When you’re handed a coffee, you probably don’t wonder about the little plate the cup is sitting on. It’s standard practice in the industry to serve coffee with a saucer, for reasons like convenience and neatness. It’s a clean place to rest the spoon, it’s a stabilizing way to carry the cup and catch drips, and it’s a sharing plate in case your friend shows up and wants to some of your pastry. But the saucer used to play a very different role in coffee consumption.
In the 18th century, especially in Victorian society, it was common for one to pour tea or coffee into the saucer and sip it from the little plate itself. The wider surface area allowed the beverage to cool faster, while coffee in the cup remained hot until the drinker was ready for more. In some cultures today, they still sip their coffee and tea from saucers.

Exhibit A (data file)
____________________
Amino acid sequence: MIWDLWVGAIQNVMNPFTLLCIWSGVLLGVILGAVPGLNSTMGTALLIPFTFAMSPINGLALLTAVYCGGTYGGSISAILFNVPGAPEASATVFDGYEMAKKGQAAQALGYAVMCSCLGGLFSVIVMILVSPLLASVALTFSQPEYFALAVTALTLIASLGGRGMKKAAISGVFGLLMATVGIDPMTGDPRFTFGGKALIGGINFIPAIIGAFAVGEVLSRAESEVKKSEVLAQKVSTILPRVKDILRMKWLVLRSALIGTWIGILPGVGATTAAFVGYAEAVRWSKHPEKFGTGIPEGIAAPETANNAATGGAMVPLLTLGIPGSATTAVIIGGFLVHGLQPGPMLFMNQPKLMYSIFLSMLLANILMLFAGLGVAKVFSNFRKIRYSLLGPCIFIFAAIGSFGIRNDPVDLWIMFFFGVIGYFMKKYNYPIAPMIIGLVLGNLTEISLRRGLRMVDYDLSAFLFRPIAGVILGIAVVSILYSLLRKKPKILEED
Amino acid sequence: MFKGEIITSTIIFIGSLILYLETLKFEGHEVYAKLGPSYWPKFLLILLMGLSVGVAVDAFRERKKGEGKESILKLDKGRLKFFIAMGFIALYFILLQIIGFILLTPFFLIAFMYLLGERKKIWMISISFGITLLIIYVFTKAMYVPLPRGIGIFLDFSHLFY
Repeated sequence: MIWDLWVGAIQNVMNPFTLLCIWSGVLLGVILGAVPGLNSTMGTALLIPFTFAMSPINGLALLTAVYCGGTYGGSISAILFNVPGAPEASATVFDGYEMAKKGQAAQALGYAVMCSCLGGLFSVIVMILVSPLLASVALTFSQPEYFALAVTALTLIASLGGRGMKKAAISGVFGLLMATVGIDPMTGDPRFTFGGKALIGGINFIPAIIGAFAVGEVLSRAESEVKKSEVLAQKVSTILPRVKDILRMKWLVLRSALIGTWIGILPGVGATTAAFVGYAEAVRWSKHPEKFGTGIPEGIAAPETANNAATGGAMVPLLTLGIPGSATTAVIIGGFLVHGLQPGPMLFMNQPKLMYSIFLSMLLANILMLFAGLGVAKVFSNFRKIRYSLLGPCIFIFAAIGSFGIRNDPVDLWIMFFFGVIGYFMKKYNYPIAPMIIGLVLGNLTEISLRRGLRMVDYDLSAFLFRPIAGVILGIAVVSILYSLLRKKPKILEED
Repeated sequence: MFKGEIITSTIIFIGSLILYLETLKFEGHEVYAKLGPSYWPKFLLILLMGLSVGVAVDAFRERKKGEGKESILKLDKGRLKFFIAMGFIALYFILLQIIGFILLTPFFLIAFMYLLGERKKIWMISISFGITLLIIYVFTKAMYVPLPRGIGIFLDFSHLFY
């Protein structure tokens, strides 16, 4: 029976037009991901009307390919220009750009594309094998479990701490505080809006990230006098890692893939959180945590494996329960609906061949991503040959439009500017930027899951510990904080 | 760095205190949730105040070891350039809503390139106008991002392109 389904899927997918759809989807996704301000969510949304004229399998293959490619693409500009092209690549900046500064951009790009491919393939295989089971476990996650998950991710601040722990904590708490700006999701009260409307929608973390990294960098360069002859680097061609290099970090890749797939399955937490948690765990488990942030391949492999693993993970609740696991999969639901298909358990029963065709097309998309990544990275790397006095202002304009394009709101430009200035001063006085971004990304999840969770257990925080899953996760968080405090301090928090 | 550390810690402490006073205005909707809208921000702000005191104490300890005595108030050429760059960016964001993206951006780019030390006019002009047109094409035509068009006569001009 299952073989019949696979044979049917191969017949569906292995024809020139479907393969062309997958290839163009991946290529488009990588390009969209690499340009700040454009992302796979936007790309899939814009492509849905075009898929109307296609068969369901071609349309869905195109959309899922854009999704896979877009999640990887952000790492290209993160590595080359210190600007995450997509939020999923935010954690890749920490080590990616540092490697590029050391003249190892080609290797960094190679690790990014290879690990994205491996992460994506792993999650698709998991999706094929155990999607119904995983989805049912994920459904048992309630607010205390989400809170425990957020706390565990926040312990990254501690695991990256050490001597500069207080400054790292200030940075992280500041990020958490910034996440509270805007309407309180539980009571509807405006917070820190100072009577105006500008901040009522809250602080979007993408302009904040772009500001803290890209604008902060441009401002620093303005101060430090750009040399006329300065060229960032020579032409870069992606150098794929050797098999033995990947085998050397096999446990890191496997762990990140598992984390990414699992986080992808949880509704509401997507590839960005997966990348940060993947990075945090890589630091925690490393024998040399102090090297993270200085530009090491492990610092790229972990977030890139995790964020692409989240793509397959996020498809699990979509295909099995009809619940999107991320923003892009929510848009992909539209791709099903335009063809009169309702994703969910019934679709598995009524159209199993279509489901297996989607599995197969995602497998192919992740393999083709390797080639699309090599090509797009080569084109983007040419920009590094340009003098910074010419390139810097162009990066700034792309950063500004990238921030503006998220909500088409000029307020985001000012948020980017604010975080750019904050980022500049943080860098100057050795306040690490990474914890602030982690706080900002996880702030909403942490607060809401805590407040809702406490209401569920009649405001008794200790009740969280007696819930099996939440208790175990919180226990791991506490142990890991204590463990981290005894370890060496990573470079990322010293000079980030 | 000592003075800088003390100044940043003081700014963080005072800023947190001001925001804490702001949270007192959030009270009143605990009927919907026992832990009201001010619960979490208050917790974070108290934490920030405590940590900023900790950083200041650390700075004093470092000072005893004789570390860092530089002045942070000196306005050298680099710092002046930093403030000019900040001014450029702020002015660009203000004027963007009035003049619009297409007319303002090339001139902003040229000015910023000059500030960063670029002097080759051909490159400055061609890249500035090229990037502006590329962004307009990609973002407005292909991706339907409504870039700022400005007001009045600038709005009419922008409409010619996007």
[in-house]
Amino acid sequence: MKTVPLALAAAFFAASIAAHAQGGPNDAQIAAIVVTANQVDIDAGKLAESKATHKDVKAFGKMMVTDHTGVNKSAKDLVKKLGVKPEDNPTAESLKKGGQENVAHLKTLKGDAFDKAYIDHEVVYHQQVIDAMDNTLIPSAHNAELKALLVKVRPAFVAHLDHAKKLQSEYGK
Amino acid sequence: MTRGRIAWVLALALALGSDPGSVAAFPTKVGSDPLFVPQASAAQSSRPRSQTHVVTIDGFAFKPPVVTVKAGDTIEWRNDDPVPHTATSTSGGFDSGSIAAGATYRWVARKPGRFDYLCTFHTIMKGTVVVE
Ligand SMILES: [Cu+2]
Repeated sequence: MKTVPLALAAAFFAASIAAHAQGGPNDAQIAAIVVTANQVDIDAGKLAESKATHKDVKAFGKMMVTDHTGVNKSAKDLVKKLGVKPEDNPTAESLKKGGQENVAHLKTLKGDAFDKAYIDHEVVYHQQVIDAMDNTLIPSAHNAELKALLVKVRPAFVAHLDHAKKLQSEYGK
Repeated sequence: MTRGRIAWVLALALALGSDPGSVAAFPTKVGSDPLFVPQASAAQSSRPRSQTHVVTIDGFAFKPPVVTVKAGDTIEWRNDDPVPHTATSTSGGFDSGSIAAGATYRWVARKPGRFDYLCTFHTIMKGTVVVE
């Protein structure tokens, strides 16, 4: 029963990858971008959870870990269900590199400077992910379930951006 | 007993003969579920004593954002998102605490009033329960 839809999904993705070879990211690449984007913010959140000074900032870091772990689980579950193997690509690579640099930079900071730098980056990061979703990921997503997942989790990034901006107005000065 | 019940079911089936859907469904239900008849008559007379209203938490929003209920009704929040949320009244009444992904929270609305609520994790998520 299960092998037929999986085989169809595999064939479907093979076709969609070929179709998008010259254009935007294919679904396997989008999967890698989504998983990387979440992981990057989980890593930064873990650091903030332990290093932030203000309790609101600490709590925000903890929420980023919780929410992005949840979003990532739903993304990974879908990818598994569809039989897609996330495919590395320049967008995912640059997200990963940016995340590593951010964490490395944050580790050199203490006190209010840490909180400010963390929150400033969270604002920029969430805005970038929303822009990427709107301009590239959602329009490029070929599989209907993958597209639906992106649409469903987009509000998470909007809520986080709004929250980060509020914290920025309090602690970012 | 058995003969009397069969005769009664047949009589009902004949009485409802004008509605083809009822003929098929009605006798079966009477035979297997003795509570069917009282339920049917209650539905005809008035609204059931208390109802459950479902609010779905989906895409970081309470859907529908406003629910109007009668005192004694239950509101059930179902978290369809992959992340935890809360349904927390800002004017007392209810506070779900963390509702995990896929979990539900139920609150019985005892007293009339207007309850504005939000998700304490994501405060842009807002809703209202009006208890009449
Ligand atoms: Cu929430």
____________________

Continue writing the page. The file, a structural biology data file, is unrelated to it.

Now you know. We won’t judge if you want to try it out on your next visit.
My maternal grandmother used to drink her coffee from the saucer all the time. She grew up and lived in the backwoods of Appalachian Virginia coal country. Never saw anyone else do that.
Saw a guy on the HBO series “Deadwood” drink coffee from his saucer. I didn’t know that was an accepted practice at one time. That’s an interesting bit of information, thanks!
I have read that this is a tradition that came from Sweden and India. But I think it is more wide spread. My grandparents were from LA (Lower Alabama) and they both did that. My family goes back to the early Virginia settlers and stayed in the South. I think it came about as it has been explained–to help cool the coffee or tea.